This has continued into the modern era, not helped by death of Polish President Lech Kaczyński in a plane crash in Russia in 2010. Many Poles still believe the Kremlin was behind the accident.

But despite Vladimir Putin’s prominence in the global geo-political arena, on the soccer field it is Poland that has the edge over Russia. Though some of its key players are getting on in years, the Polish squad still packs a punch, and they have a good chance of getting out of their group.

The two would not meet until the semi-final, and making a clash between them about as likely as the U.S. team turning up in Russia.

RTR33HZF Polish and Russian soccer fans clash outside the National Stadium in Warsaw, June 12, 2012. There is no love lost between the neighbors on or off the soccer field. REUTERS/Jerzy Dudek

Sweden vs. Denmark

Although they are now close allies—and in the past have even been part of the same kingdom—things were not always so rosy between Scandinavian neighbors Sweden and Denmark. Between 1521 and 1814, the two nations fought a total of 11 wars.

Things may have been less tense politically in the modern era, but they can still get a little tasty on the pitch. During a 2007 game, a Danish fan attacked the referee after he awarded Sweden a penalty kick with minutes of the game remaining and the score deadlocked at 3-3.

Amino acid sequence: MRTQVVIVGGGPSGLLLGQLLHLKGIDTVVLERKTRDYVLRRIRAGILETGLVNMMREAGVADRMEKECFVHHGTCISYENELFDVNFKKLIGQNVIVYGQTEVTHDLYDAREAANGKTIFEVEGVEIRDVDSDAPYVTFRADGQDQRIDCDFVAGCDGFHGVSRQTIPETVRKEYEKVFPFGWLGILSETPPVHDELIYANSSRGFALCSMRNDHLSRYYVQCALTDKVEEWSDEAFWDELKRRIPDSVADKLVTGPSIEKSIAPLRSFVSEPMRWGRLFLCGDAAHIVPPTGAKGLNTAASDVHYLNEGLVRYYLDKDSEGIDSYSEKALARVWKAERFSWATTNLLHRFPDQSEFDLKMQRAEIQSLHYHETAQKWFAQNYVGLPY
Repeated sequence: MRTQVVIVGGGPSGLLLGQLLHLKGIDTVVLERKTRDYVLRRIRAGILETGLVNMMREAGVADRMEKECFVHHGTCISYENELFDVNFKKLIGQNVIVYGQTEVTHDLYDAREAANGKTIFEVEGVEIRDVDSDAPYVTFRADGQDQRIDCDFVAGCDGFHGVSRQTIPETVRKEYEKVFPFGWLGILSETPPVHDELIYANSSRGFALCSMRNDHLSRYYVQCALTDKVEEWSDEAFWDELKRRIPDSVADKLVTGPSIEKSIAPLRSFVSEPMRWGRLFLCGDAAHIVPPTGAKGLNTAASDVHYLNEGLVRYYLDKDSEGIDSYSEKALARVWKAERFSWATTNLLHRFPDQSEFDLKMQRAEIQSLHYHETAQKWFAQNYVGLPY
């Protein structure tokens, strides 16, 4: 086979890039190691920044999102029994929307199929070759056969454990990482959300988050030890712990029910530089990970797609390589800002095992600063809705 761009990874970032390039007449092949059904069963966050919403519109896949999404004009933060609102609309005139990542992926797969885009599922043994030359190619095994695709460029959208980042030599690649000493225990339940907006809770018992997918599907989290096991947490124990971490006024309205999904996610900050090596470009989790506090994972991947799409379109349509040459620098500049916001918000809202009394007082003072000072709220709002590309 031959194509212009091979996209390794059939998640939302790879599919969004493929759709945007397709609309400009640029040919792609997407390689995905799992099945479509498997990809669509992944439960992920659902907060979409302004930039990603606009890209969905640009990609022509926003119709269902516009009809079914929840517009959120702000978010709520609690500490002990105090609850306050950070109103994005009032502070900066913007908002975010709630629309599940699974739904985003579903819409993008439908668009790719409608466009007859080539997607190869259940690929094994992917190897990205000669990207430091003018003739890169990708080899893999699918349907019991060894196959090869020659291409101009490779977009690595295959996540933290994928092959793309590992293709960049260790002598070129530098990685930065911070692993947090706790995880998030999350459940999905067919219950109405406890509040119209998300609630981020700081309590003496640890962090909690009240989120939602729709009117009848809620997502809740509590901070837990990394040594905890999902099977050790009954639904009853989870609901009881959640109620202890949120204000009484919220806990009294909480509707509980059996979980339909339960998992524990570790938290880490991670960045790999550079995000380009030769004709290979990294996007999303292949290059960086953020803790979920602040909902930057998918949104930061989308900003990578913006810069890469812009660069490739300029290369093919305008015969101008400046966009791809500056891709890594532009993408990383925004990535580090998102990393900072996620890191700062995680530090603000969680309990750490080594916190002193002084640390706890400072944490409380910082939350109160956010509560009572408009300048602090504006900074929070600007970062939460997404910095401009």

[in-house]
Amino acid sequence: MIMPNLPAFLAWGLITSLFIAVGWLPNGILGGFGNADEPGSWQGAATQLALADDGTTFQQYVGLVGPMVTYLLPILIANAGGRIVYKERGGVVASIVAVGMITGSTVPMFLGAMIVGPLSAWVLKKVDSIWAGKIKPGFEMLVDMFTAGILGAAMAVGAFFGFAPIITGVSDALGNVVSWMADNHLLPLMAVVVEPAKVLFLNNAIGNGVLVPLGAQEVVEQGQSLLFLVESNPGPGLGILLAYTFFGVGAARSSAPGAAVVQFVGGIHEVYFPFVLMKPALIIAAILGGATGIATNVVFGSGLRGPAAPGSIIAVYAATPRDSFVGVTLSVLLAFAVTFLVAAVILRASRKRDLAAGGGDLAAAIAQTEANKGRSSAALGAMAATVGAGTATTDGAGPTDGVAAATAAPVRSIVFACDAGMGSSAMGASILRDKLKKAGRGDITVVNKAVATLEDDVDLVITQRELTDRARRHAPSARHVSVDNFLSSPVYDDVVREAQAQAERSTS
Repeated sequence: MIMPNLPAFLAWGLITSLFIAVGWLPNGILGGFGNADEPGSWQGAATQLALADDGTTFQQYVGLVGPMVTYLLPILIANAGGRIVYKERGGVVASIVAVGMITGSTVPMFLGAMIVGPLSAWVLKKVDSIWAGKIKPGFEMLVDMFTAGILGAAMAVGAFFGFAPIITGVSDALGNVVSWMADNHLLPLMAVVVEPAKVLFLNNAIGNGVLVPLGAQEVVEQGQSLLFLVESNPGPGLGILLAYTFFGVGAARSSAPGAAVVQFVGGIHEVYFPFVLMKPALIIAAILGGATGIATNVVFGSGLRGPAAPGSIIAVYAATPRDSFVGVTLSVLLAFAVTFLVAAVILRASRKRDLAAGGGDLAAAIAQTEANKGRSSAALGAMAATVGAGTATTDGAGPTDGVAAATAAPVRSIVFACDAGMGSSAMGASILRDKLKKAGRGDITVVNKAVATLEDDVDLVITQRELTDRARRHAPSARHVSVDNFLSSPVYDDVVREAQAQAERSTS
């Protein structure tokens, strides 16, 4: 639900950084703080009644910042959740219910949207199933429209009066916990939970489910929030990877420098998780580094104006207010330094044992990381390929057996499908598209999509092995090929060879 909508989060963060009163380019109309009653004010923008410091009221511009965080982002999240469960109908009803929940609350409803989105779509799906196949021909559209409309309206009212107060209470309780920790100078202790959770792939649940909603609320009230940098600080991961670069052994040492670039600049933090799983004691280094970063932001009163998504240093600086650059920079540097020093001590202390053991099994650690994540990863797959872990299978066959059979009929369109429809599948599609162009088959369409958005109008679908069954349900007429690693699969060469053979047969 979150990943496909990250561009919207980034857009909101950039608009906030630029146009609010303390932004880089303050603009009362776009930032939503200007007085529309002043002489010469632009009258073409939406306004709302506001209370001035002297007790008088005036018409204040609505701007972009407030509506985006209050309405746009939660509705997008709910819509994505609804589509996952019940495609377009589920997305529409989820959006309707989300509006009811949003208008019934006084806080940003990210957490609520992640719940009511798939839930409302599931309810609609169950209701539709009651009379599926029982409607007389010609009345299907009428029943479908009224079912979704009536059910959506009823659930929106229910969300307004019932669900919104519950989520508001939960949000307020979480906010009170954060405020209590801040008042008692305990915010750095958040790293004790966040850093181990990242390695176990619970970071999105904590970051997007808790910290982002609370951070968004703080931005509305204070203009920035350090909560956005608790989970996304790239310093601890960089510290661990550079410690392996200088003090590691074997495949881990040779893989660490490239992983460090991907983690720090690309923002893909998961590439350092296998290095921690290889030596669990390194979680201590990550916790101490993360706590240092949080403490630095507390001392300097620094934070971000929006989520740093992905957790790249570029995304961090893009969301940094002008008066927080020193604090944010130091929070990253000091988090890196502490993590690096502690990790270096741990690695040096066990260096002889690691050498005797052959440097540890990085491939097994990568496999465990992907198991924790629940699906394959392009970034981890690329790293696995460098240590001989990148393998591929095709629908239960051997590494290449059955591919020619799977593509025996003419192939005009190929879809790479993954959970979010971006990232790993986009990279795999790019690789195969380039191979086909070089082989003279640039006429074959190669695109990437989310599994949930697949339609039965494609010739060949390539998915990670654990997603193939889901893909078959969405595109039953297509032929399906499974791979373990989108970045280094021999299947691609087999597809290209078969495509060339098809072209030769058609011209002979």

RTR1QDYV Denmark's Michael Gravgaard (C) tries to intervene as a Danish supporter attacks referee Herbert Fandel (L) for giving Sweden a late penalty during a match in Copenhagen on June 2, 2007. REUTERS/Anders Wiklund/Scanpix

The referee abandoned the game, awarding Sweden a 3-0 victory. As punishment, Denmark were forced to play their two subsequent matches at least 87 miles from the capital Copenhagen. The incident caused national outrage, and Crown Prince Frederik of Denmark said it was “terrible and a very embarrassing behavior on the Danish side.”

To write the next chapter of the historic rivalry, both teams will have to reach the semi-finals, a big ask.

England vs. Germany